The “Social Security Fix,” Rep. Henry Waxman’s hyperbole belies any semblance of truth and strengthens his credentials as a class warrior. His arguments are vacuous on several levels (“The Social Security Fix: Pay Back Funds,” April 15).
First, his portrayal of tax cuts as an expense is an example of both the tortured logic and the misleading rhetoric that cost Democrats their majority. Waxman would have us believe that tax reductions that primarily benefit those that pay the bulk of the taxes (the upper 1 percent of income pays 34 percent of total income taxes) are an expense rather than what they really are — a reduction of revenue. By mislabeling tax cuts as expenses, Waxman can then take the rhetorical leap and argue that Republicans increase spending and worsen the deficit. Thus, no tax cut is ever justified.
Second, Waxman somehow contends that there is a zero-sum game between tax cuts and the solvency of the Social Security “trust fund.” He must know that Social Security is funded by payroll taxes and not by general income tax revenues. The size of any income tax cut has no bearing whatsoever on the viability of Social Security. To suggest otherwise is to intentionally mislead.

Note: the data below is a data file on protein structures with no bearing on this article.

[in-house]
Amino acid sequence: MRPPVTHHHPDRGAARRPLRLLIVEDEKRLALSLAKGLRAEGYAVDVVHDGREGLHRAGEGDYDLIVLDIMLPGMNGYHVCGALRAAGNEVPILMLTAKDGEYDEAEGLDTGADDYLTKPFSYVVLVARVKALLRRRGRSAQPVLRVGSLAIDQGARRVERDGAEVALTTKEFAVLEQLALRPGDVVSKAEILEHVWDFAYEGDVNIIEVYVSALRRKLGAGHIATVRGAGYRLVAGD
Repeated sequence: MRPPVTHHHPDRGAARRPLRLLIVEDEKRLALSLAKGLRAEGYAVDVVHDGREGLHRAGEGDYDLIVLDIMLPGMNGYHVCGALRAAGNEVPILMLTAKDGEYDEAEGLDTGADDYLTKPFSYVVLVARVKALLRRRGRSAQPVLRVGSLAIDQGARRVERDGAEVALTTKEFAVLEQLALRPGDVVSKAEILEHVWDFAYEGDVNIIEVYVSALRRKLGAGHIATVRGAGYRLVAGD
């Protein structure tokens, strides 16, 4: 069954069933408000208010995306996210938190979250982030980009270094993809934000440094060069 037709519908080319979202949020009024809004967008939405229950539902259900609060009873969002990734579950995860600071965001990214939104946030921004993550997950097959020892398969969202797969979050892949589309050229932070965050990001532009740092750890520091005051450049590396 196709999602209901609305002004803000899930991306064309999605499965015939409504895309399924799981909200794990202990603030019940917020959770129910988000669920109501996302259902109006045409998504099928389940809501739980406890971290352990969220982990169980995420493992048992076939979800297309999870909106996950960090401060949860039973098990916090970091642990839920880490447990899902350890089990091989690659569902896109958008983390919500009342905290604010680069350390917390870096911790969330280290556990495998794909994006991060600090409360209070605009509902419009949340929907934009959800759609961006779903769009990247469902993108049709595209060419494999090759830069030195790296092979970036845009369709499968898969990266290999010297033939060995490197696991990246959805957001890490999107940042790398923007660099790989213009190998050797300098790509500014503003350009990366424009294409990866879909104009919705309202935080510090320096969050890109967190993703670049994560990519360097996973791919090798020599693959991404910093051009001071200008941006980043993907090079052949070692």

Third, Waxman argues that Democrats honor the lockbox concept. This is a crock. The lockbox, as originally conceived and promoted by Democrats during the 2000 election, was described as a place to park Social Security revenues. The funds were to be used to pay current Social Security obligations, and the surplus funds were to be diverted to pay down the debt. IOUs of the U.S. Treasury would have replaced these surplus funds. In as much as surplus funds were to be diverted to finance the debt, the lockbox was an intentional misnomer. Fourth, his suggestion that only Republicans use the Social Security surplus to fund government spending is dishonest. Historically, Democrats as much as Republicans have diverted the Social Security surplus to finance the national debt. This is nothing unique to the last four years.
Waxman’s rhetoric is such a distortion of the truth as to amount to nothing more than an ad hominem attack against Republicans. His cause would be better served by honoring three simple words: “Tell the truth.”
Dr. Stephen Levinson